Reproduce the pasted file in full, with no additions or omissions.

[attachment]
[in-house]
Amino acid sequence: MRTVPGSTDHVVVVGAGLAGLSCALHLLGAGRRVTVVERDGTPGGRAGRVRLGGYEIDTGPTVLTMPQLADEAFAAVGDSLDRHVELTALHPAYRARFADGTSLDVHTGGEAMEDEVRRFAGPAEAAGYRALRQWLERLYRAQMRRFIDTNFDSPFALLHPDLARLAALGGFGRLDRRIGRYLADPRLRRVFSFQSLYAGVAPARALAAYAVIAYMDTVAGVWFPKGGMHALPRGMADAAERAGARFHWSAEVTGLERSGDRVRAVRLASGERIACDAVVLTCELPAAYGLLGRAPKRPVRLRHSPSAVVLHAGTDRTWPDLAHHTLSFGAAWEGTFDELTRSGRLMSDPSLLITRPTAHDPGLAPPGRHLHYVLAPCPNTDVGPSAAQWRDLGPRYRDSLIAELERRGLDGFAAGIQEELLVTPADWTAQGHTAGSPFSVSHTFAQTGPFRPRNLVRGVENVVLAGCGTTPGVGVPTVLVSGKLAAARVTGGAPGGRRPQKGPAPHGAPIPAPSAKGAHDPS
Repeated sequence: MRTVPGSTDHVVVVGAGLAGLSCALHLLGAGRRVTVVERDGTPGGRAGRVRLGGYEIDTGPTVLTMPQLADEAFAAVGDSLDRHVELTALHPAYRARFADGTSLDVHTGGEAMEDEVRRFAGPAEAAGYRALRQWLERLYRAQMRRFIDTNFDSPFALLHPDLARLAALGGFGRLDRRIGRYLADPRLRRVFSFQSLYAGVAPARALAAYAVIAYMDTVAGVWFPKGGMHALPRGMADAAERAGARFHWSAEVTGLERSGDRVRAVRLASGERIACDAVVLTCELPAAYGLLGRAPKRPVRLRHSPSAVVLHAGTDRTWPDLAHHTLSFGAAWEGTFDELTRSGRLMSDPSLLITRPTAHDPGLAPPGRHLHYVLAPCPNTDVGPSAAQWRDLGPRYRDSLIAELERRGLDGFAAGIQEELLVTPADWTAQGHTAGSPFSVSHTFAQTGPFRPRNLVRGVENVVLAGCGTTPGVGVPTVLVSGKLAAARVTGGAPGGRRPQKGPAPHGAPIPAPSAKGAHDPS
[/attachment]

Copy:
[in-house]
Amino acid sequence: MRTVPGSTDHVVVVGAGLAGLSCALHLLGAGRRVTVVERDGTPGGRAGRVRLGGYEIDTGPTVLTMPQLADEAFAAVGDSLDRHVELTALHPAYRARFADGTSLDVHTGGEAMEDEVRRFAGPAEAAGYRALRQWLERLYRAQMRRFIDTNFDSPFALLHPDLARLAALGGFGRLDRRIGRYLADPRLRRVFSFQSLYAGVAPARALAAYAVIAYMDTVAGVWFPKGGMHALPRGMADAAERAGARFHWSAEVTGLERSGDRVRAVRLASGERIACDAVVLTCELPAAYGLLGRAPKRPVRLRHSPSAVVLHAGTDRTWPDLAHHTLSFGAAWEGTFDELTRSGRLMSDPSLLITRPTAHDPGLAPPGRHLHYVLAPCPNTDVGPSAAQWRDLGPRYRDSLIAELERRGLDGFAAGIQEELLVTPADWTAQGHTAGSPFSVSHTFAQTGPFRPRNLVRGVENVVLAGCGTTPGVGVPTVLVSGKLAAARVTGGAPGGRRPQKGPAPHGAPIPAPSAKGAHDPS
Repeated sequence: MRTVPGSTDHVVVVGAGLAGLSCALHLLGAGRRVTVVERDGTPGGRAGRVRLGGYEIDTGPTVLTMPQLADEAFAAVGDSLDRHVELTALHPAYRARFADGTSLDVHTGGEAMEDEVRRFAGPAEAAGYRALRQWLERLYRAQMRRFIDTNFDSPFALLHPDLARLAALGGFGRLDRRIGRYLADPRLRRVFSFQSLYAGVAPARALAAYAVIAYMDTVAGVWFPKGGMHALPRGMADAAERAGARFHWSAEVTGLERSGDRVRAVRLASGERIACDAVVLTCELPAAYGLLGRAPKRPVRLRHSPSAVVLHAGTDRTWPDLAHHTLSFGAAWEGTFDELTRSGRLMSDPSLLITRPTAHDPGLAPPGRHLHYVLAPCPNTDVGPSAAQWRDLGPRYRDSLIAELERRGLDGFAAGIQEELLVTPADWTAQGHTAGSPFSVSHTFAQTGPFRPRNLVRGVENVVLAGCGTTPGVGVPTVLVSGKLAAARVTGGAPGGRRPQKGPAPHGAPIPAPSAKGAHDPS